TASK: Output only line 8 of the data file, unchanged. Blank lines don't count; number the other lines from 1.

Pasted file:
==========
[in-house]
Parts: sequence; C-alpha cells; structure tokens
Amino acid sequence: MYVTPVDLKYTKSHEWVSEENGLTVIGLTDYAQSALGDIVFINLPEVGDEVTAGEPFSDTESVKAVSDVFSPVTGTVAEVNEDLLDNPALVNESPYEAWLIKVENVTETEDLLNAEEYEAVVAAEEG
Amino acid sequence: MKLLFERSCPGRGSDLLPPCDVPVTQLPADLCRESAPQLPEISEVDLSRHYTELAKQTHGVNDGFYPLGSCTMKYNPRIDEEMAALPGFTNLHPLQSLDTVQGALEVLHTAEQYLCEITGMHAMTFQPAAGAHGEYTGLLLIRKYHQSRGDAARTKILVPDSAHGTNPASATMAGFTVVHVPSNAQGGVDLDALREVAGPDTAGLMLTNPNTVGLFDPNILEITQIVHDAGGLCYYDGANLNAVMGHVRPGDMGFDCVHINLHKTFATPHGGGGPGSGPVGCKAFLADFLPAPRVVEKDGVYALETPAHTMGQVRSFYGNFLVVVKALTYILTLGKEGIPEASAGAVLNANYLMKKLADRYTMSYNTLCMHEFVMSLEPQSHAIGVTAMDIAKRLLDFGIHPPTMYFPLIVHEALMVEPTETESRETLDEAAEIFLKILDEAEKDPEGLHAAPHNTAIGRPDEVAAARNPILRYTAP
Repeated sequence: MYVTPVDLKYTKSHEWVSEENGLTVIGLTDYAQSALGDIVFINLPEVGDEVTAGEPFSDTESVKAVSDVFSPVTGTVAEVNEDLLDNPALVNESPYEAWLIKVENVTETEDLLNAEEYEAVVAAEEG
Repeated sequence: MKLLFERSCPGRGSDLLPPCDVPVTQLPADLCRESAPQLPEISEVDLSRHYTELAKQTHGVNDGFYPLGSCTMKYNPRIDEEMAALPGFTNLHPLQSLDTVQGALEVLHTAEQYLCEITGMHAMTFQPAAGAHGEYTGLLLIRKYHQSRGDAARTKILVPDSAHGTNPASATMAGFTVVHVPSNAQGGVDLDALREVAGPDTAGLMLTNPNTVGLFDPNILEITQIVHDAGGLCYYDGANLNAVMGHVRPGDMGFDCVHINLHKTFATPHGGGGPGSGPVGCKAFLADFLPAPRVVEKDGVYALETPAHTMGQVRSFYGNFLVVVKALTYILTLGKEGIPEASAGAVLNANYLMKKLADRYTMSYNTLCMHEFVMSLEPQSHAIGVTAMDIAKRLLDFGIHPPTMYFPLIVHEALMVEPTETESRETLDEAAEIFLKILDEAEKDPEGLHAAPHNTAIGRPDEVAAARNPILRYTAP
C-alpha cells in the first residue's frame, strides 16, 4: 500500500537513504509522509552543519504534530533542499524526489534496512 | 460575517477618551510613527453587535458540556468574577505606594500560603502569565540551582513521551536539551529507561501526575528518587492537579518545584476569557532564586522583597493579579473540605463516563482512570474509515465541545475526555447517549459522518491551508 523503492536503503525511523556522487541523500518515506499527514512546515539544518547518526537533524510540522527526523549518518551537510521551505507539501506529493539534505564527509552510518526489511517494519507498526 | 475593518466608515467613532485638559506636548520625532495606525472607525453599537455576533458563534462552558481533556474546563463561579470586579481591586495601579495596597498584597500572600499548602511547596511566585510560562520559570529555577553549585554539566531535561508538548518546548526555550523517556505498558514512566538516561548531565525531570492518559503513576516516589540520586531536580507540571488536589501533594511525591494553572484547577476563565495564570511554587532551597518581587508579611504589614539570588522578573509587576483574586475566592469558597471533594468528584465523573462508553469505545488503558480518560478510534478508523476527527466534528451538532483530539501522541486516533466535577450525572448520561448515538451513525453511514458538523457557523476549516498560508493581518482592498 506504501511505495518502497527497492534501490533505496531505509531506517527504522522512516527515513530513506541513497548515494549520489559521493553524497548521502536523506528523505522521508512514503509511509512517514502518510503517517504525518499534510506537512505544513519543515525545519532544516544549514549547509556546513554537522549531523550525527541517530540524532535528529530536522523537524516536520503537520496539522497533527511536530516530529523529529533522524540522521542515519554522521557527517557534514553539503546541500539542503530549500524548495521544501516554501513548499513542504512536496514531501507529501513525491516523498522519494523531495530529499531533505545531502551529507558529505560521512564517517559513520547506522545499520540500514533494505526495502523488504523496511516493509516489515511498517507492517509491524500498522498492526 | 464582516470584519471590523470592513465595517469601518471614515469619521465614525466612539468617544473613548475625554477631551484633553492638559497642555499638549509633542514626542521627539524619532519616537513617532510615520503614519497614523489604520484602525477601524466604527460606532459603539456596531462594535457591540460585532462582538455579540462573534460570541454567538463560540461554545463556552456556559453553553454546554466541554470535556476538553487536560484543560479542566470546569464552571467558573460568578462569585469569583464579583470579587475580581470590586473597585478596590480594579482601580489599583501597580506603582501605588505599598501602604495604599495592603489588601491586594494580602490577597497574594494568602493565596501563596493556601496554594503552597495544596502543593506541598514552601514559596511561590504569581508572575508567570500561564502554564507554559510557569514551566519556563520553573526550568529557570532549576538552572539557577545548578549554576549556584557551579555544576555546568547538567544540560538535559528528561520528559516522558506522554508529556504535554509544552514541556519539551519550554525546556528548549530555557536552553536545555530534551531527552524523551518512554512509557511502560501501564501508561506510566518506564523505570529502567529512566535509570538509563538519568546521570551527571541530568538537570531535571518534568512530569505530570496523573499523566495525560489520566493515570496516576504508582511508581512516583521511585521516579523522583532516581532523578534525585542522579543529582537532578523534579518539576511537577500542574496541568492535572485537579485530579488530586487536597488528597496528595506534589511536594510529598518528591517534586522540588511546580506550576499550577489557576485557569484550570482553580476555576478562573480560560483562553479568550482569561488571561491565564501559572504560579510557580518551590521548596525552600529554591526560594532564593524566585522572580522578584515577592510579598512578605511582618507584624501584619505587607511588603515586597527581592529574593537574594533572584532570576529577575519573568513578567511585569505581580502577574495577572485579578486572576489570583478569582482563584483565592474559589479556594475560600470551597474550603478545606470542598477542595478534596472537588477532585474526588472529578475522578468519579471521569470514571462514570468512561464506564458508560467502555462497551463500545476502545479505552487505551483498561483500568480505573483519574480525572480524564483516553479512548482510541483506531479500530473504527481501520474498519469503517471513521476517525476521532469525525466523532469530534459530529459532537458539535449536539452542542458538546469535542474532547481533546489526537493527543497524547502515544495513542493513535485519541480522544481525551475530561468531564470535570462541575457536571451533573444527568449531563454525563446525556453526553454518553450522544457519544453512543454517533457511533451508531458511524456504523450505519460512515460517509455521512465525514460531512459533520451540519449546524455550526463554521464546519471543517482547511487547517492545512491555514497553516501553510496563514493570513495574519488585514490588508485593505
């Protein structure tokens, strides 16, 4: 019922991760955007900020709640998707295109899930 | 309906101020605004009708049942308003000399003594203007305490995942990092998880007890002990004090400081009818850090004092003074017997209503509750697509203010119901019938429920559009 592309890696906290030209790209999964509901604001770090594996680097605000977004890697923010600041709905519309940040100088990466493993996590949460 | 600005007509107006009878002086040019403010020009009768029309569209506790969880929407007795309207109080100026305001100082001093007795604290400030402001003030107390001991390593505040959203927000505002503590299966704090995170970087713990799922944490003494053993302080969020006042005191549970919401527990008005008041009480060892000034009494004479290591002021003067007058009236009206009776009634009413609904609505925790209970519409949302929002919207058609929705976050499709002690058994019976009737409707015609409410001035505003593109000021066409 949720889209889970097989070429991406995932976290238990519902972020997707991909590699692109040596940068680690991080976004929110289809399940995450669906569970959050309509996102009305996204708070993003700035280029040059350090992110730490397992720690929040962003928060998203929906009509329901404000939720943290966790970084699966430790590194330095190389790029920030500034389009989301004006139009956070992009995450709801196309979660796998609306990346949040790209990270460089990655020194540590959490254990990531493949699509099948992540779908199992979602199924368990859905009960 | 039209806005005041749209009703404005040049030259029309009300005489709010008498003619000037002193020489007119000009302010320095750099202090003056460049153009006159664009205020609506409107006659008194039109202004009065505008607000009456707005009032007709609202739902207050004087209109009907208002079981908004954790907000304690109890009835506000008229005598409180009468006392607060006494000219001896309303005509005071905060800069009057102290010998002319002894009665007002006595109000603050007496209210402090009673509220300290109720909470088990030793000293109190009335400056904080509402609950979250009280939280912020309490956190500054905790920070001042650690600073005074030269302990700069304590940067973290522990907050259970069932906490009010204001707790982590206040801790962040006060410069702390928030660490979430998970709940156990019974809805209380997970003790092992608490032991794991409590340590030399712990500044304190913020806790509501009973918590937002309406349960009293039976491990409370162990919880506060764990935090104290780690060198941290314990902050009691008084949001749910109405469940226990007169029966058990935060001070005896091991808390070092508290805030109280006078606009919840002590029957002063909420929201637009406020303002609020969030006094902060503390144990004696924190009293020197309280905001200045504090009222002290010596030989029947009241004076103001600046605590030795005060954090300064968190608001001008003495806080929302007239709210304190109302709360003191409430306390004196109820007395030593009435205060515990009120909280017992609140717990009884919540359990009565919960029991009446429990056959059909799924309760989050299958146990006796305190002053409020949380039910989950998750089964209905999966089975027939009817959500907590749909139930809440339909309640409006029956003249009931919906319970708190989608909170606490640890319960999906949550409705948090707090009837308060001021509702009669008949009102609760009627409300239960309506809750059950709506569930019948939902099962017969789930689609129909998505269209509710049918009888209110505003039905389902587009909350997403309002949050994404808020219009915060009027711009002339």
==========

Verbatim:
């Protein structure tokens, strides 16, 4: 019922991760955007900020709640998707295109899930 | 309906101020605004009708049942308003000399003594203007305490995942990092998880007890002990004090400081009818850090004092003074017997209503509750697509203010119901019938429920559009 592309890696906290030209790209999964509901604001770090594996680097605000977004890697923010600041709905519309940040100088990466493993996590949460 | 600005007509107006009878002086040019403010020009009768029309569209506790969880929407007795309207109080100026305001100082001093007795604290400030402001003030107390001991390593505040959203927000505002503590299966704090995170970087713990799922944490003494053993302080969020006042005191549970919401527990008005008041009480060892000034009494004479290591002021003067007058009236009206009776009634009413609904609505925790209970519409949302929002919207058609929705976050499709002690058994019976009737409707015609409410001035505003593109000021066409 949720889209889970097989070429991406995932976290238990519902972020997707991909590699692109040596940068680690991080976004929110289809399940995450669906569970959050309509996102009305996204708070993003700035280029040059350090992110730490397992720690929040962003928060998203929906009509329901404000939720943290966790970084699966430790590194330095190389790029920030500034389009989301004006139009956070992009995450709801196309979660796998609306990346949040790209990270460089990655020194540590959490254990990531493949699509099948992540779908199992979602199924368990859905009960 | 039209806005005041749209009703404005040049030259029309009300005489709010008498003619000037002193020489007119000009302010320095750099202090003056460049153009006159664009205020609506409107006659008194039109202004009065505008607000009456707005009032007709609202739902207050004087209109009907208002079981908004954790907000304690109890009835506000008229005598409180009468006392607060006494000219001896309303005509005071905060800069009057102290010998002319002894009665007002006595109000603050007496209210402090009673509220300290109720909470088990030793000293109190009335400056904080509402609950979250009280939280912020309490956190500054905790920070001042650690600073005074030269302990700069304590940067973290522990907050259970069932906490009010204001707790982590206040801790962040006060410069702390928030660490979430998970709940156990019974809805209380997970003790092992608490032991794991409590340590030399712990500044304190913020806790509501009973918590937002309406349960009293039976491990409370162990919880506060764990935090104290780690060198941290314990902050009691008084949001749910109405469940226990007169029966058990935060001070005896091991808390070092508290805030109280006078606009919840002590029957002063909420929201637009406020303002609020969030006094902060503390144990004696924190009293020197309280905001200045504090009222002290010596030989029947009241004076103001600046605590030795005060954090300064968190608001001008003495806080929302007239709210304190109302709360003191409430306390004196109820007395030593009435205060515990009120909280017992609140717990009884919540359990009565919960029991009446429990056959059909799924309760989050299958146990006796305190002053409020949380039910989950998750089964209905999966089975027939009817959500907590749909139930809440339909309640409006029956003249009931919906319970708190989608909170606490640890319960999906949550409705948090707090009837308060001021509702009669008949009102609760009627409300239960309506809750059950709506569930019948939902099962017969789930689609129909998505269209509710049918009888209110505003039905389902587009909350997403309002949050994404808020219009915060009027711009002339």